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An Introduction and History of Flags Australia

Flags Australia is the operating name of the Flag Society of Australia Inc, which is a not-for-profit incorporated association that brings together individuals interested in researching, preserving and publishing information on Australian and international flags. The study of flags is called vexillology.

The Flag Society of Australia was established on 20 August 1983, in Melbourne, Victoria. The society is non-political and maintains a strict neutrality with regard to the continuing "Australian Flag Debate" - the question of whether or not the Australian flag should be changed. However, Flags Australia takes a keen interest in the issue and has published flag information about the Australian national flag and its usage as well as possible new flag designs.

Flags Australia has subscriber-members in most of the states and territories of Australia and overseas. Informal meetings of members are held each three months in Melbourne and Sydney and visitors are welcome.

Australia has had a surprisingly large number of flags during its relatively short period of recorded history. Whether for the collector, hobbyist or vexillologist, Australian flags are a rewarding field to explore.  Flags of the world, past and present, are also an important part of Flags Australia's interest.

In June 1984, the Society commenced regular publication of its official journal, Crux Australis, which is produced four times each year. The first and only authoritative flag publication produced in Australia, Crux Australis contains articles about Australian and international flags and associated matters. The most recent issue of Crux Australis is Issue Number 137.  

Flags Australia is a member of the International Federation of Vexillological Associations ("FIAV"), under whose auspices International Congresses of Vexillology (ICV) are held every two years. Flags Australia has been represented at every congress since the 11th ICV in Madrid (May 1985). In September 1989, the Society hosted the 13th ICV in Melbourne and it hosted the 26th ICV held in Sydney 31 August to 4 September 2015. For a link to the former ICV26 website click here or the image below.

icv26

In 1990, the society published a chart of the Flags of Non-Independent Peoples. A sequel chart, Flags of Aspirant Peoples, was published in 1994 by Vexventures. Both charts contain current and historical flags. The society also supported the locally published Flags of Paradise Chart in 1996 and Flags of Empire - Flags of Commonwealth in 2001. These charts have current and historical national and regional flags of the Pacific Ocean region and the Commonwealth respectively, many for the first time on one chart. Click on the link Vexventures for more information.

The Flags Australia business name and website were acquired in 2000, and the Society has primariliy operated under the Flags Australia name since 2006. Pages on the www.flagsaustralia.com.au website are consistently rated in the top searches by Google and other search engines.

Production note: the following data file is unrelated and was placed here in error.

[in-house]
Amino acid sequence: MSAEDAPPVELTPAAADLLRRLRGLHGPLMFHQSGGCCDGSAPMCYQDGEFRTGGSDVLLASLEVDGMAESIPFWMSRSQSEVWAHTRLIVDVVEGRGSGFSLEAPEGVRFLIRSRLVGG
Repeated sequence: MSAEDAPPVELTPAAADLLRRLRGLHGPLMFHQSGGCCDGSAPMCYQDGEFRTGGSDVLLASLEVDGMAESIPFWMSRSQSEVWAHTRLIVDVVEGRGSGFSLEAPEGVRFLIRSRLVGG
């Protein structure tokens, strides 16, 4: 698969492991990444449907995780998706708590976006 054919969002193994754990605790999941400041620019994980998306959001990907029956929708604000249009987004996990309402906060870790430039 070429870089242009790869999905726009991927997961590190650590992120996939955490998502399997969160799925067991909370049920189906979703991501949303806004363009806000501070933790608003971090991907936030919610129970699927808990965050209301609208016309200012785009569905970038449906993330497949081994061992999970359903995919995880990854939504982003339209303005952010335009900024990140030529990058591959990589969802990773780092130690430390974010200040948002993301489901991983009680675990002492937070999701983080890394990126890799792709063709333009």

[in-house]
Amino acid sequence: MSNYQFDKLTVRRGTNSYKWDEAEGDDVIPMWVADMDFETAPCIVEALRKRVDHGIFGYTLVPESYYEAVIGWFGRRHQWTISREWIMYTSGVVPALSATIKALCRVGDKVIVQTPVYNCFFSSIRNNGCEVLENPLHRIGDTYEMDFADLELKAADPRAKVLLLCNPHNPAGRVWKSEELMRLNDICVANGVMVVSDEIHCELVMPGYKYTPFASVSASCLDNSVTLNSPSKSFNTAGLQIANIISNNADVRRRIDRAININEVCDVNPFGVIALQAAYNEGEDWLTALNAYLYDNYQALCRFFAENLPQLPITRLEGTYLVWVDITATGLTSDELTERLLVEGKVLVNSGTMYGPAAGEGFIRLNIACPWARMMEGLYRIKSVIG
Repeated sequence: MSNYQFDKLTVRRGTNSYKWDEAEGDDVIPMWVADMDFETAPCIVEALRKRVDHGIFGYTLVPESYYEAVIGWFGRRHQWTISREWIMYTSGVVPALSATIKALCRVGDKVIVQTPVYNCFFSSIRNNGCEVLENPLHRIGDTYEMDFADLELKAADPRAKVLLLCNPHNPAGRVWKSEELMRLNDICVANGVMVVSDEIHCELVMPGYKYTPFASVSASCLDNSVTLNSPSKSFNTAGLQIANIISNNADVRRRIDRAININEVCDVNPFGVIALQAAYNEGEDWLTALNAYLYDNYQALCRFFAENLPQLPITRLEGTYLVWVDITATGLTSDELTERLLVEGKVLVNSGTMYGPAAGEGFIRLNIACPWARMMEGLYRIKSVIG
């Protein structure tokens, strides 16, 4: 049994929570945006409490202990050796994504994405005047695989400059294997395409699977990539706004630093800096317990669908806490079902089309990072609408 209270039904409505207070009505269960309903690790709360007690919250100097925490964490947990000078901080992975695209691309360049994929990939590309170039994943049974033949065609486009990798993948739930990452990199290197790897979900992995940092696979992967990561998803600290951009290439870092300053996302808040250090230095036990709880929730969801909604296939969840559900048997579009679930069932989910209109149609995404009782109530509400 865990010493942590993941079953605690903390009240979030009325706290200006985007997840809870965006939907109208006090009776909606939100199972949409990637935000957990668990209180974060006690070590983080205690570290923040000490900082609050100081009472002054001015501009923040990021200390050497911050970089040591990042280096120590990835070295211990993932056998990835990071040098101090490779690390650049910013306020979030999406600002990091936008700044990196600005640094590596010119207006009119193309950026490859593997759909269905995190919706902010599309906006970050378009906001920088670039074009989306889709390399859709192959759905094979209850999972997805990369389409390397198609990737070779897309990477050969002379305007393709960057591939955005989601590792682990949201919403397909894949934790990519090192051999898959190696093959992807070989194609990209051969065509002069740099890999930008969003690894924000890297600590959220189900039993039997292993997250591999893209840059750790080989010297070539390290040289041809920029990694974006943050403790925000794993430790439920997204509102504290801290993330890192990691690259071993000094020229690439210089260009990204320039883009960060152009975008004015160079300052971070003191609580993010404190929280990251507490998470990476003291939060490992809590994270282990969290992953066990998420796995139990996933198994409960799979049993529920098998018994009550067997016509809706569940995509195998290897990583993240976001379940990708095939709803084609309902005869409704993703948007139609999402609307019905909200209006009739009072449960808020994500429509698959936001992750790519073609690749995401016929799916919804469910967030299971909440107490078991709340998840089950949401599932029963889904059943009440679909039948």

A Facebook page Flags Australia was created in March 2018.

Consulting services and flag artwork have been provided for a number of publications, events and government entities. These include the National Australia Bank which for a number of years published a poster of world flags, and The Readers Digest and Random House for whom Ralph Kelly of Flags Australia provided the drawings on world flags for their respective atlases. Flags Australia has also provided flag experts to assist in the judging of various flag design competitions and it has made submissions to various government committees. Executives are interviewed on the radio and other media about current flag related topics, providing unbiased commentary and accurate information.

We in Flags Australia are always happy to answer any enquiries about flags, or to come into contact with others interested in flags. All correspondence should be sent to either of the addresses or emails shown on our contact page and it will be answered as soon as possible.

Contact us by email at either: ralphkelly@flagsaustralia.com.au or info@flagsaustralia.com.au

Contact us by mail at either: Flags Australia, PO Box 233, Milsons Point, N.S.W. 1565 or PO Box 5245, Pinewood, Victoria 3149

Further contact details are available here.

Member news and meeting information is available here.

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Vexillology in Australia

Flags Australia is the only internationally accredited vexillological society in Australia.  It consists of a group of Australian (and some international) individuals who have an interest in flags, and for some, a passion for flags.  The range of involvement of members varies from hobbyists who are just learning about flags through their reading of Crux Australis and this website, through to collecting flags and flag books, the retailing of flags, and the designing of flags. Some members are active in their research and publish information about flags.

Other groups have a narrower focus.